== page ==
Do we need a mobile-computing bill of rights?

The EFF calls Apple's mobile devices "beautiful crystal prisons" because they have a wide range of restrictions. Its call is to let people tinker.

There are some things she just won't help you with. Apple

The Electronic Frontier Foundation has ripped Apple and told it to open its platforms for those folks that just have to tinker. The Apple jab, which started with Steve Wozniak, will draw headlines, but the EFF also pitched a mobile computing bill of rights.

Calling for giving people the liberty to tinker with their mobile possessions, the EFF called Apple's iOS devices, whose usage terms come with a wide array of restrictions, "beautiful crystal prisons."

Hell will freeze over before Apple dumps its usage rules. After all, it's pretty clear from the sales figures that Apple's restrictions aren't exactly a deal breaker. For good measure, the EFF takes on Microsoft for its embedded operating systems. The EFF noted:

In many ways, the Windows ecosystem has been more open than iOS' since it began. People have always been able to install whatever software they want in Windows, and whatever operating systems they want on their PCs. It's common for tinkerers to dual-boot their PCs with GNU/Linux and other operating systems, and some users choose to completely remove Windows.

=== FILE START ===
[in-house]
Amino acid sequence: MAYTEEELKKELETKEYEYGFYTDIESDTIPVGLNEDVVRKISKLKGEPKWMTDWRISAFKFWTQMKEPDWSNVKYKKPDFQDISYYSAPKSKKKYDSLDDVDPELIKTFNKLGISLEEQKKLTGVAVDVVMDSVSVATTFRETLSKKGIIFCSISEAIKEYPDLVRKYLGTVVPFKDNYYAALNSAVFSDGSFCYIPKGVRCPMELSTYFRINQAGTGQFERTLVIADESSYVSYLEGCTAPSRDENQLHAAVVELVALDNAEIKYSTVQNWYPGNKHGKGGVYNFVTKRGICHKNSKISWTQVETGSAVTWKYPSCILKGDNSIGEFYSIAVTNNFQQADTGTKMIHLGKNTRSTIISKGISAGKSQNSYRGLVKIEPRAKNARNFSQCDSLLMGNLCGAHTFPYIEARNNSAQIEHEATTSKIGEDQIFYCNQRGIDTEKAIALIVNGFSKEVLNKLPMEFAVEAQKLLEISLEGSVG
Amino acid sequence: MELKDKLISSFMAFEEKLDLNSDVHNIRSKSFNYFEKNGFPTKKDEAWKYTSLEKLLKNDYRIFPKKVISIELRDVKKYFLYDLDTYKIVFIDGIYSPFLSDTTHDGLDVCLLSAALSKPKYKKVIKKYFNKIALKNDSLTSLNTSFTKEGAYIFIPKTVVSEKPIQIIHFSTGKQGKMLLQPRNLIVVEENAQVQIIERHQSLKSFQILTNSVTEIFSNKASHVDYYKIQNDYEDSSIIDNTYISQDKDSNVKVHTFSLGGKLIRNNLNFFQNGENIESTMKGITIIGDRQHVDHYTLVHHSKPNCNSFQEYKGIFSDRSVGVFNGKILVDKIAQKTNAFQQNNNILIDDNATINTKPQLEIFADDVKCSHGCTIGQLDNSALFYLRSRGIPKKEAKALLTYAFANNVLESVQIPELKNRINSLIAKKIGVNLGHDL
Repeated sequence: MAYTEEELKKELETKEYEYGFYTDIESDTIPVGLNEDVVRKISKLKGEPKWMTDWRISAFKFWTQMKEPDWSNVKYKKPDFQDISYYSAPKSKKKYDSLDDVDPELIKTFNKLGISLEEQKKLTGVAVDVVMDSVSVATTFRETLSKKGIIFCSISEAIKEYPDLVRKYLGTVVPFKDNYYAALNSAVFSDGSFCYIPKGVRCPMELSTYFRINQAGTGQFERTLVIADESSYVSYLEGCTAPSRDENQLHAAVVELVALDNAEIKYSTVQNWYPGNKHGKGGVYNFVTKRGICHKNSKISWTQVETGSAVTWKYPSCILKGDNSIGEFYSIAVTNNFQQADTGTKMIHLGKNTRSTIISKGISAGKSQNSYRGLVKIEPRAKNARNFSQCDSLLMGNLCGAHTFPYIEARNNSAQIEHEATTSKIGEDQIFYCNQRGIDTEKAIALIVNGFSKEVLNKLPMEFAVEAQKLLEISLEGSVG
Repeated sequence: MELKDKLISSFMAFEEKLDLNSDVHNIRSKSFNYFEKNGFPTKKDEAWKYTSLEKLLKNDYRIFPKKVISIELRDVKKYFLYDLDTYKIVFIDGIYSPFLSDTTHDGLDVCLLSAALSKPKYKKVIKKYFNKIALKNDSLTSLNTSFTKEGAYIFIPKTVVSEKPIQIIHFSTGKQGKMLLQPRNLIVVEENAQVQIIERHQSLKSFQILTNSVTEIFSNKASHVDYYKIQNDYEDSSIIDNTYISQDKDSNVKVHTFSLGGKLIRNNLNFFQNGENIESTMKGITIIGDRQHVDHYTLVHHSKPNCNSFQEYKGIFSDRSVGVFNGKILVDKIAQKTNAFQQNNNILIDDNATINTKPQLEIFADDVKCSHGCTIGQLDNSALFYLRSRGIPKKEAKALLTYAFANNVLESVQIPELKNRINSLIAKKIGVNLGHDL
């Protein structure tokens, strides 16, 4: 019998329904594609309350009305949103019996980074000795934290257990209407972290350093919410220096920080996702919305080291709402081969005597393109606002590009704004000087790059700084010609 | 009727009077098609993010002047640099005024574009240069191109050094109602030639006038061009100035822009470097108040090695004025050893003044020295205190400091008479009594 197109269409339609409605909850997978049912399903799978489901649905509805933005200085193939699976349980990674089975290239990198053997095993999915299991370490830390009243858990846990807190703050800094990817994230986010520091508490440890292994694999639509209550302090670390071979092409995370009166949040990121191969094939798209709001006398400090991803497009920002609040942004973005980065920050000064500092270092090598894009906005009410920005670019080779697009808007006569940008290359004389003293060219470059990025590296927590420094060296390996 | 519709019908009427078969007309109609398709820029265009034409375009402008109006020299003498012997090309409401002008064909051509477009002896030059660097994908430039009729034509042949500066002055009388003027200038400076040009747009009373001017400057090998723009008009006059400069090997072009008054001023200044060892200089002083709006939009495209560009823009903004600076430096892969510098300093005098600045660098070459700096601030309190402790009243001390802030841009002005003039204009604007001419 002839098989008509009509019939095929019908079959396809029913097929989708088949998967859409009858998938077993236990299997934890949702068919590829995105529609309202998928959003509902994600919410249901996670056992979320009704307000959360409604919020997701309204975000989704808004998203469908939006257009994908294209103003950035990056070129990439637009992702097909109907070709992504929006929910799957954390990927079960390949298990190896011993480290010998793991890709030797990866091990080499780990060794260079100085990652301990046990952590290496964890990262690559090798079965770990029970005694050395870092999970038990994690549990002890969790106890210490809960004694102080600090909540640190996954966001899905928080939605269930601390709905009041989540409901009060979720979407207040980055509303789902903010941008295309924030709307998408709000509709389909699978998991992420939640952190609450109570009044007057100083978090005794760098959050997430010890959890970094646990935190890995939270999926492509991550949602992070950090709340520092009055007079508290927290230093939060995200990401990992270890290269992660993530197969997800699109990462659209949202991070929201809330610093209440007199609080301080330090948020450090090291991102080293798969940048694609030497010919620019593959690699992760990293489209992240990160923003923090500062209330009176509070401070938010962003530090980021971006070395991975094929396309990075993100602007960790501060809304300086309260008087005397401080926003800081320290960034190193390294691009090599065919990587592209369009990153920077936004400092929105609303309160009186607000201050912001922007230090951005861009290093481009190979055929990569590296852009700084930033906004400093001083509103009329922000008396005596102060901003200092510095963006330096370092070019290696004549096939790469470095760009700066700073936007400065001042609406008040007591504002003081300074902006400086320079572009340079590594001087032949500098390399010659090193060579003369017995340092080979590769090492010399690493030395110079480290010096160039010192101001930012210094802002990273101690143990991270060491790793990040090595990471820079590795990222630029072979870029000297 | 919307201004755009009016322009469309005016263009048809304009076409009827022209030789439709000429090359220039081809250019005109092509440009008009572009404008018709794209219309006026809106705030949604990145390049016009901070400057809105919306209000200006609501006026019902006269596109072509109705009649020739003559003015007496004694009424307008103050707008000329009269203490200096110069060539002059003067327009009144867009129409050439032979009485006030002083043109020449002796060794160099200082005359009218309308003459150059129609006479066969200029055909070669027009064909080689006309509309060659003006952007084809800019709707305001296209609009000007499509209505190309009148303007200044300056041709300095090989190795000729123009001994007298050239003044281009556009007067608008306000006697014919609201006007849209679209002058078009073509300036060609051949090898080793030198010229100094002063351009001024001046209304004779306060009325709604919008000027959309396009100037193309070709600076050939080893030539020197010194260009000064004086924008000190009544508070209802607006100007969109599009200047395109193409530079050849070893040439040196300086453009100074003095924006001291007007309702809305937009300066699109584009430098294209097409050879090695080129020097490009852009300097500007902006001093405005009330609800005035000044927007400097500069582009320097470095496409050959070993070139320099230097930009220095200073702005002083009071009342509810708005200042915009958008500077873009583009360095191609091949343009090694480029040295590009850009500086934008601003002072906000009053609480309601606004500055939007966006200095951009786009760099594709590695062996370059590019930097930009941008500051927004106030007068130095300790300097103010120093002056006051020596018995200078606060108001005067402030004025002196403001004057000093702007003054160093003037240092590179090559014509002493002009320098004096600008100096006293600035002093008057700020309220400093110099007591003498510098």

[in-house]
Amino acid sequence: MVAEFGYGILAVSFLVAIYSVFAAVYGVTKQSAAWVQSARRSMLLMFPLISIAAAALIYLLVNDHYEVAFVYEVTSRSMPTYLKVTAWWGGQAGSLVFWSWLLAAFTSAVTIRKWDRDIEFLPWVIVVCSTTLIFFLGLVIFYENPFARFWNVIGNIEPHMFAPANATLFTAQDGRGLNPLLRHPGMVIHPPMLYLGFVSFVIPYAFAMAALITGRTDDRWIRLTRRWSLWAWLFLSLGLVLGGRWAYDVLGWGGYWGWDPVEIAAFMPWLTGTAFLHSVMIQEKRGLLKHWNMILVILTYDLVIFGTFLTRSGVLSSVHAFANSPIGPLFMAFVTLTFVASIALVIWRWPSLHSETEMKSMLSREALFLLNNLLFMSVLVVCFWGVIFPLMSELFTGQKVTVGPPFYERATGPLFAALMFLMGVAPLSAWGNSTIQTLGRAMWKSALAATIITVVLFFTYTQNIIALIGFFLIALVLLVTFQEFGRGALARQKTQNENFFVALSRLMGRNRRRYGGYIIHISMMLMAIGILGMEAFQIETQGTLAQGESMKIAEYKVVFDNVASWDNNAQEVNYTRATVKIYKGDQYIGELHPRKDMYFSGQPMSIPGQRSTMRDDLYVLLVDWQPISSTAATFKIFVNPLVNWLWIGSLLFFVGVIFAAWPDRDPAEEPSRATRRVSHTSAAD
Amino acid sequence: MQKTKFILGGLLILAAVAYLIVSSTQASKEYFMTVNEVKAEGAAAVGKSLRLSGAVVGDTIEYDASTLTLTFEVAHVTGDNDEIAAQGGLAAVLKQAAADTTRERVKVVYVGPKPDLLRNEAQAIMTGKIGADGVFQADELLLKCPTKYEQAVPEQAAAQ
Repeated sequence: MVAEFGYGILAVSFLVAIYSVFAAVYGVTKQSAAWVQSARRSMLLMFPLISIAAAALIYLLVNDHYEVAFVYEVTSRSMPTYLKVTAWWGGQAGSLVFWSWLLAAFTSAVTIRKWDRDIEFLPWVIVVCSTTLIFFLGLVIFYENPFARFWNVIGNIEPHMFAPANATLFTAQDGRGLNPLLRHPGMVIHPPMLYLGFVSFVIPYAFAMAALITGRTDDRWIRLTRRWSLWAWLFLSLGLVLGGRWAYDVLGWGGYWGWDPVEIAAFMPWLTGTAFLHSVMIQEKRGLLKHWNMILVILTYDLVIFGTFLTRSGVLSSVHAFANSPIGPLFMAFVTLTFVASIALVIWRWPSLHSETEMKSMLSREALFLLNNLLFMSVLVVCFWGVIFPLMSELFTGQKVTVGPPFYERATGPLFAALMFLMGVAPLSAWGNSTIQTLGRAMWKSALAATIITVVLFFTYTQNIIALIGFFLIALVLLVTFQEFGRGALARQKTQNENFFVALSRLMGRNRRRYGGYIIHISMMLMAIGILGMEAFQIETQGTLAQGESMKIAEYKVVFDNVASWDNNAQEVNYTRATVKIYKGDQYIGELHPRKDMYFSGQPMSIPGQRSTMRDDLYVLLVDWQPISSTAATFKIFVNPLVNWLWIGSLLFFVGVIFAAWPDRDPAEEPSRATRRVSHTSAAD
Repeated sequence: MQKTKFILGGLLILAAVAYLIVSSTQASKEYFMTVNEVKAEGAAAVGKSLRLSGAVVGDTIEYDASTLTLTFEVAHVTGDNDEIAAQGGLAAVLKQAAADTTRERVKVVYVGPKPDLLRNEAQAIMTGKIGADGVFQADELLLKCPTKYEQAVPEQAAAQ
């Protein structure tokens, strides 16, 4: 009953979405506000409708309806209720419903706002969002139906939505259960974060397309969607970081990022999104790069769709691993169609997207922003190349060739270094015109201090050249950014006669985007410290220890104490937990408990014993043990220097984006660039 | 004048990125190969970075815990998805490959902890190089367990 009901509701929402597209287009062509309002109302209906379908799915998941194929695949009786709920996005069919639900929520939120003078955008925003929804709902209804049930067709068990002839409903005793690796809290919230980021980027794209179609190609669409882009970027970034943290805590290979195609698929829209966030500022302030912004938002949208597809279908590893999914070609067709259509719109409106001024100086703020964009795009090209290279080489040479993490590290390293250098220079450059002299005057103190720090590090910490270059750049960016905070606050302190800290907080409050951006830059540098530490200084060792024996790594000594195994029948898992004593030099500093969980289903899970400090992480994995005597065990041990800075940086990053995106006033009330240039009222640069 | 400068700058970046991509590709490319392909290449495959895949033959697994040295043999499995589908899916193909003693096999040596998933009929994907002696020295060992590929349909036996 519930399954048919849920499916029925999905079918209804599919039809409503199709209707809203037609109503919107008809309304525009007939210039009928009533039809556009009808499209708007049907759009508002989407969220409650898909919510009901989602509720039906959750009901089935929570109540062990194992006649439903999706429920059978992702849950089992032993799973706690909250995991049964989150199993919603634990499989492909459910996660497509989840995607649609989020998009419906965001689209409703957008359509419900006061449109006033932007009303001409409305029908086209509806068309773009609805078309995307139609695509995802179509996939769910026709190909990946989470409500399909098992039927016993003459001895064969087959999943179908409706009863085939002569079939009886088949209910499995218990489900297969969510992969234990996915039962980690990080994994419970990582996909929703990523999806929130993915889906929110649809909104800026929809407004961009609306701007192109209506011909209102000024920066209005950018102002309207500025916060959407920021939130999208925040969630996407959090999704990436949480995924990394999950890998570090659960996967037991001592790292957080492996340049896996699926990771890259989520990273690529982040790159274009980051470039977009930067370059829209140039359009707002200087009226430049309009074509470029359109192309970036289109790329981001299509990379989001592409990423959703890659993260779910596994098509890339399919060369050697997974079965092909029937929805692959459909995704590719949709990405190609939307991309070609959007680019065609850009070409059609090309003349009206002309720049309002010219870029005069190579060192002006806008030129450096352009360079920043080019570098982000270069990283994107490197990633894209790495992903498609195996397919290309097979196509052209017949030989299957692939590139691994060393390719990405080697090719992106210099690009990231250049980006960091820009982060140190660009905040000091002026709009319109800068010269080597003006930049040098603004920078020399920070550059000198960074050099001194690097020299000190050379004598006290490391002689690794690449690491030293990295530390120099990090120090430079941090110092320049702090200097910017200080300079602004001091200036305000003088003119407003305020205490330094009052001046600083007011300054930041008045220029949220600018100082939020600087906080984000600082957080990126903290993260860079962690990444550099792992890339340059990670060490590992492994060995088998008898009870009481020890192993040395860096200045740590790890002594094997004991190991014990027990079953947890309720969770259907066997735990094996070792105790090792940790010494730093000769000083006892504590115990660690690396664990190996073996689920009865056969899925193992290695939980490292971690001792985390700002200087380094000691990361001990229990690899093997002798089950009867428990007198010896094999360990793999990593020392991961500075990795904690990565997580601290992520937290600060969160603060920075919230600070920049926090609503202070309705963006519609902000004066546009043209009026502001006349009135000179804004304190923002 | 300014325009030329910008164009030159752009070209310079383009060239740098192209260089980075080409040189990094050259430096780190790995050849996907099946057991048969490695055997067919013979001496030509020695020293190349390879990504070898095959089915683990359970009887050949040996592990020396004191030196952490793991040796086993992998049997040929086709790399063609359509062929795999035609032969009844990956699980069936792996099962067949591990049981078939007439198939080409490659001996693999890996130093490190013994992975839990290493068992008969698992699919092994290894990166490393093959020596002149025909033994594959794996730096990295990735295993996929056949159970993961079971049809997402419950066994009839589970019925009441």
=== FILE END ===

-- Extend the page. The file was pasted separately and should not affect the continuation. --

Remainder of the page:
However, this is going to change, at least for Microsoft's mobile and embedded OSes. Microsoft recently announced that in order to be Windows 8 hardware-certified, personal computers must implement the "secure boot" option in the Unified Extensible Firmware Interface (UEFI) firmware interface specification, which is a modern replacement for the traditional PC BIOS.

The punch line from the EFF is a mobile bill of rights. The idea is interesting, even though the ultimate market of tinkerers may be limited. The EFF proposes that users should be able to:

  1. Install arbitrary apps on the device. Kill the proprietary app stores already.
  2. Access the phone OS at the admin level. People should be able to run anything they want and tinker with the OS.
  3. Install an OS completely. Yes, the EFF says you should be able to run any Android you want on your phone and install Linux on the iPhone. Android on an iPhone? Why not?
  4. Hardware and software warranties should be separated. Again, the EFF calls out Apple for punishing those who have jailbroken iPhones.

The EFF has some valid points, but don't expect a groundswell of support -- especially from hardware and software vendors, or from wireless carriers. Perhaps a march is needed, though. Tinkerers unite!

This story as first published as "Do we need a smartphone bill of rights for iOS?" on ZDNet's Between the Lines.

 

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